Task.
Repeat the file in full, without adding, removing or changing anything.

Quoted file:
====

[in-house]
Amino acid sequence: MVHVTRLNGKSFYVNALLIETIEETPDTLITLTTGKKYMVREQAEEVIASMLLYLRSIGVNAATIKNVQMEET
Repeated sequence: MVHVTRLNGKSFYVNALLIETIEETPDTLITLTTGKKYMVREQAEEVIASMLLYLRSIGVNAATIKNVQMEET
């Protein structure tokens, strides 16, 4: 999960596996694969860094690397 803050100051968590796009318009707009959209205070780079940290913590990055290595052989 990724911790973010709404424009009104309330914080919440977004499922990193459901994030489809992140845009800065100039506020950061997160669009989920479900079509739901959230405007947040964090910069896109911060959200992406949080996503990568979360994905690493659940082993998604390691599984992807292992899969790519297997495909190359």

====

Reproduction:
[in-house]
Amino acid sequence: MVHVTRLNGKSFYVNALLIETIEETPDTLITLTTGKKYMVREQAEEVIASMLLYLRSIGVNAATIKNVQMEET
Repeated sequence: MVHVTRLNGKSFYVNALLIETIEETPDTLITLTTGKKYMVREQAEEVIASMLLYLRSIGVNAATIKNVQMEET
């Protein structure tokens, strides 16, 4: 999960596996694969860094690397 803050100051968590796009318009707009959209205070780079940290913590990055290595052989 990724911790973010709404424009009104309330914080919440977004499922990193459901994030489809992140845009800065100039506020950061997160669009989920479900079509739901959230405007947040964090910069896109911060959200992406949080996503990568979360994905690493659940082993998604390691599984992807292992899969790519297997495909190359």